2. The improvement as in claim 1 wherein said template member is made of porous foam material containing air.
3. Template member as in claim 1 being made of X-ray permeable material.
4. Template meber as in claim 1 being impermeable to acoustic shock waves but permeable to coherent ultrasonic waves.
5. Template member as in claim 1 including a self adhering layer on the template prior to said affixing.
6. Template member as in claim 1 being made of a material into which said opening can be cut.
7. In a method for comminuting concrements in the body of a living being by means of shock waves comprising the step of
providing a template member with an aperture and made of shock wave impermeable material;
adhesively affixing said template member to said body such that sensitive organs are shielded from shock waves, the opening being in alignment with the concrement to be comminuted; and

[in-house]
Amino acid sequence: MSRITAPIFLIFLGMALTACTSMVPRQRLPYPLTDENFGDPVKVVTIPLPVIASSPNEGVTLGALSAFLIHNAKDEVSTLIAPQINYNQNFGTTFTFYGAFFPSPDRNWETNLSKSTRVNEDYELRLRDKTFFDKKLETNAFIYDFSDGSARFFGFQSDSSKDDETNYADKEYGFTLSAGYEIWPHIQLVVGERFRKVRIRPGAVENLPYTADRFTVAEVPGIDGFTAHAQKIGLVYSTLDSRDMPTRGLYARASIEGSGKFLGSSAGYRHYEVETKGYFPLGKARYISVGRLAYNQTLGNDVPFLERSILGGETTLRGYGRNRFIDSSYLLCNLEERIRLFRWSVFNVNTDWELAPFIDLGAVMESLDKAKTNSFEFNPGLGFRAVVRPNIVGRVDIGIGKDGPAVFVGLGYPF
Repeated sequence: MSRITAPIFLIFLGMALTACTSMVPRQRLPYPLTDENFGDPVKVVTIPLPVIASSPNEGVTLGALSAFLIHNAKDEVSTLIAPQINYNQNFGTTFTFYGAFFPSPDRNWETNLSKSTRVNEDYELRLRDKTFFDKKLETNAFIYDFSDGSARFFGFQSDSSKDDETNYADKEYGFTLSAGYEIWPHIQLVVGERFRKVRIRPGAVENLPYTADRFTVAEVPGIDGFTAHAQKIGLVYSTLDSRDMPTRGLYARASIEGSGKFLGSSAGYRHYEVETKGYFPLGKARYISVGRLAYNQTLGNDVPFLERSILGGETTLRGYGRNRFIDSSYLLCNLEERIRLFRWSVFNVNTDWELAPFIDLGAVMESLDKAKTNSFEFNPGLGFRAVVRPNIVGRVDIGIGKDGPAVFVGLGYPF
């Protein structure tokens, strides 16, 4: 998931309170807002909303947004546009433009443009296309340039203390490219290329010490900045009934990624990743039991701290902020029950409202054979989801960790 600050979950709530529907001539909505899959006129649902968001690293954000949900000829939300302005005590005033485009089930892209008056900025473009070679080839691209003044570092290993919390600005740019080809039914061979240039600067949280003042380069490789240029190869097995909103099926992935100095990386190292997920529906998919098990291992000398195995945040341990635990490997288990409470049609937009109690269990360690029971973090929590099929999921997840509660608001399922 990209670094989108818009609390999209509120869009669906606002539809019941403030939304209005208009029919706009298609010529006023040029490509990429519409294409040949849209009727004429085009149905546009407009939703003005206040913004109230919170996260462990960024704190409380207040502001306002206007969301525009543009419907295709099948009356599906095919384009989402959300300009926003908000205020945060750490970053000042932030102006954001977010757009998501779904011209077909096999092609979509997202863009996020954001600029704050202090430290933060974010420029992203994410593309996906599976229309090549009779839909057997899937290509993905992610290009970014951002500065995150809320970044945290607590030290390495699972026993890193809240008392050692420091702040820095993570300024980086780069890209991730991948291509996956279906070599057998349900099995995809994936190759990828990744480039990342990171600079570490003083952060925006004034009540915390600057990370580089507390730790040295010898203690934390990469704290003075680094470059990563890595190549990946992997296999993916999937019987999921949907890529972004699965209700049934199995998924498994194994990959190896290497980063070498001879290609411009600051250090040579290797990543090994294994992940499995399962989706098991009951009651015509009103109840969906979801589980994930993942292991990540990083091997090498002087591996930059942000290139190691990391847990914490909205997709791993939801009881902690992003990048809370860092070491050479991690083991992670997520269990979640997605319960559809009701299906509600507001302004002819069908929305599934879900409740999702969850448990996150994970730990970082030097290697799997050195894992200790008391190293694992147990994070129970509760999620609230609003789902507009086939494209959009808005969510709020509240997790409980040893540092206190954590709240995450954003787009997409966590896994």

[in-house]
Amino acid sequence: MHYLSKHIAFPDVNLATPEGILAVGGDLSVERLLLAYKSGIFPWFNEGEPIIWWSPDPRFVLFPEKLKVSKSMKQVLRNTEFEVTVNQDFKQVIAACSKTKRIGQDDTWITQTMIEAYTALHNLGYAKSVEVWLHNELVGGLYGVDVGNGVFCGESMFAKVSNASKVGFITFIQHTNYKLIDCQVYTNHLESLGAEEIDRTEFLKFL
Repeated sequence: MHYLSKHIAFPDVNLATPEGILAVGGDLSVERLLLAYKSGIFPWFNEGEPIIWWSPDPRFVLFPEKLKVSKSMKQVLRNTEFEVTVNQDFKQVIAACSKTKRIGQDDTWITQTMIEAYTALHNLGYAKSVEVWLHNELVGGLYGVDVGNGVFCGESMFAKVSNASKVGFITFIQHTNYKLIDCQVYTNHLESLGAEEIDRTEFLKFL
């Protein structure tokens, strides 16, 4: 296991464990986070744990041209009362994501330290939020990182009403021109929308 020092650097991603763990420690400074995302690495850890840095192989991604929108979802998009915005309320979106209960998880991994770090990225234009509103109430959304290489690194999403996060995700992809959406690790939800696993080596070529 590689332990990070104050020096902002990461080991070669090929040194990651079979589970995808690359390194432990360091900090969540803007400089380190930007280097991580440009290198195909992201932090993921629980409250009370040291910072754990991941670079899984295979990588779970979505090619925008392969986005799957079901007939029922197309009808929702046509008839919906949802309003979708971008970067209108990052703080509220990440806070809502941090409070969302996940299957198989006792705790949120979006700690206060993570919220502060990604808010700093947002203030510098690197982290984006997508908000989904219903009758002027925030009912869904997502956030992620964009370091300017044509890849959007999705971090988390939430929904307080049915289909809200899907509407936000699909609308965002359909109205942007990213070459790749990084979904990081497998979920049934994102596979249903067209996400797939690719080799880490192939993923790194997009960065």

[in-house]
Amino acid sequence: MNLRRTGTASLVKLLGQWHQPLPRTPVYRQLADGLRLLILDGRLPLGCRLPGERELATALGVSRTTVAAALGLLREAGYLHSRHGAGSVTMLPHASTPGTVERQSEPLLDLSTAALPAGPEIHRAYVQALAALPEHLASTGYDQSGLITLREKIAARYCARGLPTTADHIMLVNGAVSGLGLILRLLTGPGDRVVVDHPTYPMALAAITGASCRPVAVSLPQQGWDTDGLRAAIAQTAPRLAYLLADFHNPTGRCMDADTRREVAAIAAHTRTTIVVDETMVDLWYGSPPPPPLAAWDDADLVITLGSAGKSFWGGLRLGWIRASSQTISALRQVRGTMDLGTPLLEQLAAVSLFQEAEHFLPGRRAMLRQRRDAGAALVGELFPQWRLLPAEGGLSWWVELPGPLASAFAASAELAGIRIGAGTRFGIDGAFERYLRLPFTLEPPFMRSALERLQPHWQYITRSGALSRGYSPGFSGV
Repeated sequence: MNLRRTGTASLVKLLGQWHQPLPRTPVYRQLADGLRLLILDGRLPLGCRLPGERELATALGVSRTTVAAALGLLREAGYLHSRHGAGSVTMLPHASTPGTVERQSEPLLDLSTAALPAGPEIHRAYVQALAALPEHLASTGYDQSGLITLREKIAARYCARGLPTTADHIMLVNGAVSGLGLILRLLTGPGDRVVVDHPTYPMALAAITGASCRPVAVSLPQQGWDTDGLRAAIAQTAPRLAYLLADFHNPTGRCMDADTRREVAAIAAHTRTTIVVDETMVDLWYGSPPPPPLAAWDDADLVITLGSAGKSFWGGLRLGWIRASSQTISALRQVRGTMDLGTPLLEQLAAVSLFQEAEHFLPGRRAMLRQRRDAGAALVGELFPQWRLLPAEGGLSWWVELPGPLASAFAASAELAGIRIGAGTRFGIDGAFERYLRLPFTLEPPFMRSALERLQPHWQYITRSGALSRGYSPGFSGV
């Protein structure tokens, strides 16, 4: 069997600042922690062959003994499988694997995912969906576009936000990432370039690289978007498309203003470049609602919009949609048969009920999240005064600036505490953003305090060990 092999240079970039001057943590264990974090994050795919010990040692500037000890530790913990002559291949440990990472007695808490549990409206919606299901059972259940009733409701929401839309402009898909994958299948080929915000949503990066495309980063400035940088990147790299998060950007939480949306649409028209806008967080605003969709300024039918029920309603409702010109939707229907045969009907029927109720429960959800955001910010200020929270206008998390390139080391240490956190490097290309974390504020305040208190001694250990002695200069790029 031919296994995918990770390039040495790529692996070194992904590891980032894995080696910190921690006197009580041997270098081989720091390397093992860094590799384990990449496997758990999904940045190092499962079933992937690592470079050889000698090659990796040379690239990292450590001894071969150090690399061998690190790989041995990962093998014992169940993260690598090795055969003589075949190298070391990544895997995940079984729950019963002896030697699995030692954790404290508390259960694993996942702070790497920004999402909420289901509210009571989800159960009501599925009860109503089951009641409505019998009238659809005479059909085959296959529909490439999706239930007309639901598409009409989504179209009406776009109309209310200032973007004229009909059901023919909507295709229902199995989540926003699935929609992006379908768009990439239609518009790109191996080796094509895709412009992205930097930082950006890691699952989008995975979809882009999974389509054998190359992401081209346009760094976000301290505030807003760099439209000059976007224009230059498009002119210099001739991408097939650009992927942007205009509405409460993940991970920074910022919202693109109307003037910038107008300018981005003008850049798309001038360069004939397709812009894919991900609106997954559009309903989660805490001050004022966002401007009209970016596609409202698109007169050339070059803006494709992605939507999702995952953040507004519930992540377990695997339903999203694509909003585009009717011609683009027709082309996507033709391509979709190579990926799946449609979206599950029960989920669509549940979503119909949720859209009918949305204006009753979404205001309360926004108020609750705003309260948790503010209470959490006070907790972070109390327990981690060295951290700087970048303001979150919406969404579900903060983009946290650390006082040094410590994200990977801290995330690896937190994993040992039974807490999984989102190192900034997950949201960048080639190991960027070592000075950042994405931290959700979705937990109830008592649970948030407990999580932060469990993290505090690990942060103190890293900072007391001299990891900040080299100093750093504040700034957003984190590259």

directing shock waves through said opening to comminute a concrement.
8. Method as in claim 7 comprising the step of using one of a plurality of standardized template members.
9. Method as in claim 7 and including the step of providing the template member such that it is permeable to at least one of the following, X-rays and coherent ultrasonic waves.

The present invention relates to a device and arrangement for limiting and delineating the entrance zone for shock waves launched for therapeutic purposes into the body of a living being such as a human patient.